There is no need to file a motion to compel or any of the preliminary negotiation that might involve when it comes to requests for admissions. Fail to deny a request for an admission and it is considered admitted automatically. That means you can’t deny it later – either in response to a motion for summary judgment or at trial.
Debt Collectors Looking for a Quick, Cheap Victory
Naturally, debt collectors love requests for admissions because a little carelessness on your part can lead to a quick victory for them. They normally request that you admit that every single part of your answer, and all your denials of their allegations, are not true. Fail to respond and it looks like you have admitted your entire case was just a lie. They just wait a day or two after the time has passed and then file a motion for summary judgment.
What can you do about that? Well, if the time has passed for filing responses to the requests, you cannot simply serve denials on the other side and expect them to mean anything. They do not. Rather, you must ask the court’s permission “leave” to file them “out of time.” Your argument is that your state (and every one does) has a strong policy in favor of determining cases “on the merits” according to actual justice. Your failure to answer the requests is a mere technicality – you were not meaning to subvert or disrespect the legal process – and therefore you should be allowed to file your responses now. And of course you attach your responses to that motion.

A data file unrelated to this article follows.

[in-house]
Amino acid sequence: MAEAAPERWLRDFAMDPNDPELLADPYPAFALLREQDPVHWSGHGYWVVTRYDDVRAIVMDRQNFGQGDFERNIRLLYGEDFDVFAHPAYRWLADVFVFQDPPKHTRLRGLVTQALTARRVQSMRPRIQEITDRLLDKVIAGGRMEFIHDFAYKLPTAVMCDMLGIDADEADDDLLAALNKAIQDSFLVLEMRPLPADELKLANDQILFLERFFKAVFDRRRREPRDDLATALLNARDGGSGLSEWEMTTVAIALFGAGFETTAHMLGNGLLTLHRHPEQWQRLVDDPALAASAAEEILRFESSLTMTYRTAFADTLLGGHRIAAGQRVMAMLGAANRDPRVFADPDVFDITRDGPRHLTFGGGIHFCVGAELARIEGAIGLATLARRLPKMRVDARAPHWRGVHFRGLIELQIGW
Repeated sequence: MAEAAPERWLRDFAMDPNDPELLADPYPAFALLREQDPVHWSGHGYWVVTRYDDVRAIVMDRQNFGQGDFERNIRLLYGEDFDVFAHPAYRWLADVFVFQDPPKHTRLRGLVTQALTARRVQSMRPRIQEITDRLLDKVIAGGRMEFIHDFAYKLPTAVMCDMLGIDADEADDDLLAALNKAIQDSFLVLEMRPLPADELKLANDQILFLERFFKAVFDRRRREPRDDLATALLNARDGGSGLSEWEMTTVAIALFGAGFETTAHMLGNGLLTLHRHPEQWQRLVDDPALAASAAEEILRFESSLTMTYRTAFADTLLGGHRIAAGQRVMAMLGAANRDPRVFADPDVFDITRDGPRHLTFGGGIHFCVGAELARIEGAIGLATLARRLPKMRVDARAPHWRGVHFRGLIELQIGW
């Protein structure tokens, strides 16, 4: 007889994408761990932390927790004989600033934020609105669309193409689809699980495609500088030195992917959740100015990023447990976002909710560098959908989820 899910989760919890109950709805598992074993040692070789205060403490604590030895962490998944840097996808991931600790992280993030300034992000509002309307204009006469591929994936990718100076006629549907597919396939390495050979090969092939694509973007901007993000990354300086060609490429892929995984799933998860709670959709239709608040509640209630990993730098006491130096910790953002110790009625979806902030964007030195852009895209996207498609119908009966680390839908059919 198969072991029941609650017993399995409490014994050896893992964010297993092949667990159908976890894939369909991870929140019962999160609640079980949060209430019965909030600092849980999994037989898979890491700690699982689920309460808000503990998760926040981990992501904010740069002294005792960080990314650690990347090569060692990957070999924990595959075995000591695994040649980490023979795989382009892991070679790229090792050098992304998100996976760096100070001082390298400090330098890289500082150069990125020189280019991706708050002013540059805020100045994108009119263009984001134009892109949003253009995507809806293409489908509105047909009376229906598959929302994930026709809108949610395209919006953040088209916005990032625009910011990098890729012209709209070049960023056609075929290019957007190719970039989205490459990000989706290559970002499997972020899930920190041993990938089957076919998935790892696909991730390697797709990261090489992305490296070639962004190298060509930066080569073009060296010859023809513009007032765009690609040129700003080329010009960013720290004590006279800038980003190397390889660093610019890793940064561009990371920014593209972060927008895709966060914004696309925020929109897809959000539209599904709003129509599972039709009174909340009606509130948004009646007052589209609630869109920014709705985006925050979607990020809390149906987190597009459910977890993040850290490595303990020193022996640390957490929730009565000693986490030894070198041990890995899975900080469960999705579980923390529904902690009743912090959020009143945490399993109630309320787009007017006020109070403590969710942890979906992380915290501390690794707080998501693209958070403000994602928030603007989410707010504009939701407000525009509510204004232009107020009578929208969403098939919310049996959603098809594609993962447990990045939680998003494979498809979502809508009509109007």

Time Really Counts
The less late you are, the better your chance – and really you should win it almost every time.
One thing the debt collectors do to try to stack the deck against you is to file their motion for summary judgment as quick as they can. Then they will argue that they have been “prejudiced” by your attempting to take back all your admissions. That is, they will say, they have spent vast amounts of time and effort on their motion in the innocent belief that you had admitted everything. Well, it never worked for me when the shoe was on the other foot, but these are rich plaintiffs dealing with, in general, poor and disfavored defendants. And the shoe never really does go on the other foot in that situation, does it? Speaking realistically.